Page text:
To me, this section is the heart of his book; it provides the basis for his explanations of North Korea’s domestic and foreign policy choices, (including the leadership’s fears that broad economic or political changes would loosen the leadership’s hold on its country), and guides his policy recommendations. Lankov believes that Kim Il Sung’s DPRK is slowly being replaced by a new society and “contradictions between the existing, old political order and the emerging social order will lead to more rapid change, and – just as importantly-to the demand for more rapid change. Where these demands will end, we cannot as yet be sure.”

An historian of strong opinions, Lankov confidently predicts possible futures for the DPRK, all of which involve some form of collapse or regime change. Lankov is difficult to categorize; he is a “hardliner” who advocates increasing the information flow into the DPRK through radio programming and engagement, including educational exchanges. He concludes that

The North Korean problem has no simple or quick solutions. Negotiations and concession will not help much, while pressure and sanctions will be even less useful. We should therefore brace ourselves for a long, winding and occasionally dangerous drive.

And, while he is unsparing of his criticism of the DPRK leadership, the US and the South Korea also come under fire for their bad policy choices. He is unable to resist mocking some North Korean peculiarities, but he brings to his topic something that is rare for authors tackling the question of what makes North Korea tick: affection and un-patronizing concern for the North Korean people and even some compassion for the North Korean leadership.

His perspective may be derived from his experiences growing up in the Soviet Union, his time as an exchange student in the DPRK, and his extensive conversations with North Koreans now living in the South. Although Lankov likely is despised by the North Korean leadership, this emotional connection with his subject distinguishes his book from others that try to explain the communist state.

Much has happened since Lankov finished his provocative book, including a successful North Korean satellite launch and the third nuclear test, a further round of UN sanctions, DPRK nuclear threats on the United States, and the closure of the Kaesong Industrial Complex (the decade-old economic zone established by the ROK just over the DMZ in the North). I look forward to discussing the book as well as learning his views on these developments and whether they influence his predictions for the future. Please join is in what is likely to be a refreshingly substantive and creative conversation about the DPRK.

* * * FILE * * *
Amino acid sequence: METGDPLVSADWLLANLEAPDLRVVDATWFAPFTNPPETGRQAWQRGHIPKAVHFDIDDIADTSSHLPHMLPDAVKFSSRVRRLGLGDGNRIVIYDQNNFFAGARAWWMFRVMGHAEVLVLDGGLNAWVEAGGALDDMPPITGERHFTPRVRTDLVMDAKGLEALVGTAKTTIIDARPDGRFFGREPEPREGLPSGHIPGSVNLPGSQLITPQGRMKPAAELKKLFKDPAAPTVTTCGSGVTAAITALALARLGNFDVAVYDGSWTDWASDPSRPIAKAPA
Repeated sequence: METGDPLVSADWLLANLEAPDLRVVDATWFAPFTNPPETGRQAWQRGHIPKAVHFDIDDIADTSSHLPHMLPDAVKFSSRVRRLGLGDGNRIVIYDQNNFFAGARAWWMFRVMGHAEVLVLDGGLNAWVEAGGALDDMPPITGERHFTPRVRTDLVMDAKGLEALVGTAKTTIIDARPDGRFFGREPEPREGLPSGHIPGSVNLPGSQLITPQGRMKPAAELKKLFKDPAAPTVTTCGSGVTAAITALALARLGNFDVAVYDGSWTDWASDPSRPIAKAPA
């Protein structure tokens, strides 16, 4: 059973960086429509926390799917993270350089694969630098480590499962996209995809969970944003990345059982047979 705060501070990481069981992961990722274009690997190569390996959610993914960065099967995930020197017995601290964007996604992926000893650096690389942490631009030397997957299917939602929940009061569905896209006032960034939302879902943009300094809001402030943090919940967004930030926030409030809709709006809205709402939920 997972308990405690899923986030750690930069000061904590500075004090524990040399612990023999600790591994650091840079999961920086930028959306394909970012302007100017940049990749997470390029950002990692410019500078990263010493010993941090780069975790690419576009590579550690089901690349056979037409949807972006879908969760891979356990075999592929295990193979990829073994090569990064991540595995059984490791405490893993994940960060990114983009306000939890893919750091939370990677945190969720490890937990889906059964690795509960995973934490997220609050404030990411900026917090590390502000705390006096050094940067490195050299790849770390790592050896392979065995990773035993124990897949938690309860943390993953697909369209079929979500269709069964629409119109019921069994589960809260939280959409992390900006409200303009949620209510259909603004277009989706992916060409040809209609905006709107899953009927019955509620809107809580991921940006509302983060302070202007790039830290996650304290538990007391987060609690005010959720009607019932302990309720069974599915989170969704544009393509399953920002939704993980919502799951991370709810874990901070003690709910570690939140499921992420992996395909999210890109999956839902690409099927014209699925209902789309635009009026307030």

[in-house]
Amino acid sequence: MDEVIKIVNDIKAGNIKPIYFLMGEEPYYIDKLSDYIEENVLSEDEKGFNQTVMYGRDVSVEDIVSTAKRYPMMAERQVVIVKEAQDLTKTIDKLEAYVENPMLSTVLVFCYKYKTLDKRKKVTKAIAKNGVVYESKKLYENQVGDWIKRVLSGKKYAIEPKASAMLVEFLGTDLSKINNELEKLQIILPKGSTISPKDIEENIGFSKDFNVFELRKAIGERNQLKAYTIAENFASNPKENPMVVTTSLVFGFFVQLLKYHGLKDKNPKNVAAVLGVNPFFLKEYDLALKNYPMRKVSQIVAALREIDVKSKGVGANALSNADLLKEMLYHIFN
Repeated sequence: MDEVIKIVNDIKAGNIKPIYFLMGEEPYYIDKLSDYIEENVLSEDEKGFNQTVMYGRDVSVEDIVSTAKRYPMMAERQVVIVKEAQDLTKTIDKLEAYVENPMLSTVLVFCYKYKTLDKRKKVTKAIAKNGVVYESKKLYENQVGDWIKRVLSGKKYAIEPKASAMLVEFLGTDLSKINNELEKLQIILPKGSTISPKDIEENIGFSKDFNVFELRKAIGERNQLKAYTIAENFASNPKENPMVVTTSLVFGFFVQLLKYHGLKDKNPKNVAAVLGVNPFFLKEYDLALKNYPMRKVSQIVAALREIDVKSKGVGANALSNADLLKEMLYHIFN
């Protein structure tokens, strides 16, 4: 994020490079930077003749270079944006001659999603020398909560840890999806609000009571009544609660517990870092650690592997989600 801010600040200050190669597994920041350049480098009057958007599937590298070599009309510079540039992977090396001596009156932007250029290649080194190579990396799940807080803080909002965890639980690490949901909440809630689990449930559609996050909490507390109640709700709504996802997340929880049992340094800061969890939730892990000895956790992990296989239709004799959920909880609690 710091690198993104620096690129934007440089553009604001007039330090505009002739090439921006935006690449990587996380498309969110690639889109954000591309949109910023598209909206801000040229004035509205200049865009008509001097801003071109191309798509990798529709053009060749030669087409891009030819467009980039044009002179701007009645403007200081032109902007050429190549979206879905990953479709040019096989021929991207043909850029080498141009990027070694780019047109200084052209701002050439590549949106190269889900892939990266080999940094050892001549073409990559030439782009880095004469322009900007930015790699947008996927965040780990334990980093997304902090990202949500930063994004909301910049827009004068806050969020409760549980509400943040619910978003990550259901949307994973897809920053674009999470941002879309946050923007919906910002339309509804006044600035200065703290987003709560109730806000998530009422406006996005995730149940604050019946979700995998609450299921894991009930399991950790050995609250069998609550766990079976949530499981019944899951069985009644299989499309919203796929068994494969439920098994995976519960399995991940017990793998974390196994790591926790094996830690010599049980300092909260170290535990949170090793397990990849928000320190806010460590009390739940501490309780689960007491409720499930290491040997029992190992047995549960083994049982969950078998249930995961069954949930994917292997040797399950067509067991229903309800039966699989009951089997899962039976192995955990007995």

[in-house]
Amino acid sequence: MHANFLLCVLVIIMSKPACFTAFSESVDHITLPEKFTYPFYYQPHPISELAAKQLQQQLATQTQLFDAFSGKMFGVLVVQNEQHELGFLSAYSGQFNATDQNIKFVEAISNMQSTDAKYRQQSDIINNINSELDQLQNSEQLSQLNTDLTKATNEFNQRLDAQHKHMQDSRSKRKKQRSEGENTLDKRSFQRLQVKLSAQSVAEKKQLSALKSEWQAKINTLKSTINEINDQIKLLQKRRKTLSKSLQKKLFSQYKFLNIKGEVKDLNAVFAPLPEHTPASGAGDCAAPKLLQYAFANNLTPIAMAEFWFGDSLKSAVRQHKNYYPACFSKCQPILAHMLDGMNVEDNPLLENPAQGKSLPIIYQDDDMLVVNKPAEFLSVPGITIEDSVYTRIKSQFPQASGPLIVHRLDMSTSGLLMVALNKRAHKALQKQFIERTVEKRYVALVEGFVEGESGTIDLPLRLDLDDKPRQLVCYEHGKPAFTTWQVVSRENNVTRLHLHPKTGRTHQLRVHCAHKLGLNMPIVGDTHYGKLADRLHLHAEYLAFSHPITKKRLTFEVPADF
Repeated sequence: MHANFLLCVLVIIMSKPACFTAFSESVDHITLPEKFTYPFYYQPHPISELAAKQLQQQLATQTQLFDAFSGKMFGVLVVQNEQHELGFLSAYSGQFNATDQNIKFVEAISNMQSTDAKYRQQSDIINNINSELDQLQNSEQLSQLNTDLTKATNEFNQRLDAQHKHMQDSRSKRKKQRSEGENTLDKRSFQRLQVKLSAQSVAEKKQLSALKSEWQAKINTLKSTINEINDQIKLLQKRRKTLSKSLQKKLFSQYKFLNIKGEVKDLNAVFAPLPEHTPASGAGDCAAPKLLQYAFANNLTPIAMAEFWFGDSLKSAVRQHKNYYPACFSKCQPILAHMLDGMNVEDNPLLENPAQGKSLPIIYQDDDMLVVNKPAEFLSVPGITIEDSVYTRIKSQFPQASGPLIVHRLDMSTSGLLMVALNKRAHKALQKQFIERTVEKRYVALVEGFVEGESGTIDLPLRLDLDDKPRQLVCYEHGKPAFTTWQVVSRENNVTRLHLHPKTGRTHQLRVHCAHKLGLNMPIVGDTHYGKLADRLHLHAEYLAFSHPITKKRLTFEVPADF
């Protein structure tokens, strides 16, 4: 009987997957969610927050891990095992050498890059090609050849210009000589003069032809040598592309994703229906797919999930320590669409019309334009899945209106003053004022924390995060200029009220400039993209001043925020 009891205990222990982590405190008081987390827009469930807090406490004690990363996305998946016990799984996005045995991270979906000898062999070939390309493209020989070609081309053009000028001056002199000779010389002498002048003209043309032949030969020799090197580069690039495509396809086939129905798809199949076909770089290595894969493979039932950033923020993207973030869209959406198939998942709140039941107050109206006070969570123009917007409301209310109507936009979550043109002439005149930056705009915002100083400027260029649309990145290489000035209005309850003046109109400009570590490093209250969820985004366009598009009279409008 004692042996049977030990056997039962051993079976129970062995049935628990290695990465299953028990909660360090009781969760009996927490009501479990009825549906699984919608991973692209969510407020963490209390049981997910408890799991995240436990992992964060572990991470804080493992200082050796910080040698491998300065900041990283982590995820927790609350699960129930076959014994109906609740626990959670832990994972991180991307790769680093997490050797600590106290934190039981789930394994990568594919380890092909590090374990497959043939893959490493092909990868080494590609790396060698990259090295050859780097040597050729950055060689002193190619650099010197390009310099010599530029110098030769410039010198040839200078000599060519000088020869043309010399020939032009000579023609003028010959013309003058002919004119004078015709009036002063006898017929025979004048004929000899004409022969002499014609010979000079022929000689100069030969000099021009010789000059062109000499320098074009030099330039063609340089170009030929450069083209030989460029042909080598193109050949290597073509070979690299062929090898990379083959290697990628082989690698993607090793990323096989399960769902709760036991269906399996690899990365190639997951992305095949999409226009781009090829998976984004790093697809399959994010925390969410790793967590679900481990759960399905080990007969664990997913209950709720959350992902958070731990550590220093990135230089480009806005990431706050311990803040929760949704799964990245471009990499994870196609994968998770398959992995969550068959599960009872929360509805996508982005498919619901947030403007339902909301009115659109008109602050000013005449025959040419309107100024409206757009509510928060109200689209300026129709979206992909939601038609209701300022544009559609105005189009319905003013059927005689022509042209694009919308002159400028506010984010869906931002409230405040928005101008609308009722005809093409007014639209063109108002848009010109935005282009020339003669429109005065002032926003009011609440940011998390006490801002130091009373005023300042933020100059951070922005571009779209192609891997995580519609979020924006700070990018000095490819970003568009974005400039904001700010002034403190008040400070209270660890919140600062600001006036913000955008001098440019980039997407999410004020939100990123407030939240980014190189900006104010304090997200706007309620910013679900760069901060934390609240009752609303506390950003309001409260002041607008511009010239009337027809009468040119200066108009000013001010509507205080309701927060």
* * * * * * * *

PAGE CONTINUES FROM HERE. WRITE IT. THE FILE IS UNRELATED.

Book SalonCommunity

FDL Book Salon Welcomes Andrei Lankov, The Real North Korea: Life and Politics in the Failed Stalinist Utopia

Welcome Andrei Lankov (Kookmin University) (Wiki) and Host Karin J. Lee (Executive Director, The National Committee on North Korea – NCNK) (author,  U.S. – DPRK Educational Exchanges: Assessment and Future Strategy)

The Real North Korea: Life and Politics in the Failed Stalinist Utopia

Over the last several decades North Korea has had a low profile here in the United States. Other than a few magazines articles inaccurately portraying the country’s second leader, Kim Jong Il, as “irrational,” the Democratic People’s Republic of Korea (or DPRK, the official name of North Korea) might as well be the forgotten country, to go along with the forgotten Korean War. But the third leader of North Korea, Kim Jong Un, accomplished something his father and grandfather never managed to do: introduce the world to dueling images of North Korean modernity. On the one hand, there is popular culture – the young leader watching basketball with Dennis Rodman or enjoying a Mickey Mouse vignette with his hip, gorgeous wife. On the other hand, there are the advances in North Korea’s weapons program — — a third nuclear test, photos of Kim Jong Un in consultation with military leaders in front of a map of the world showing four military targets in the United States (despite the fact that North Korea has yet to successfully test a missile with that range). (more…)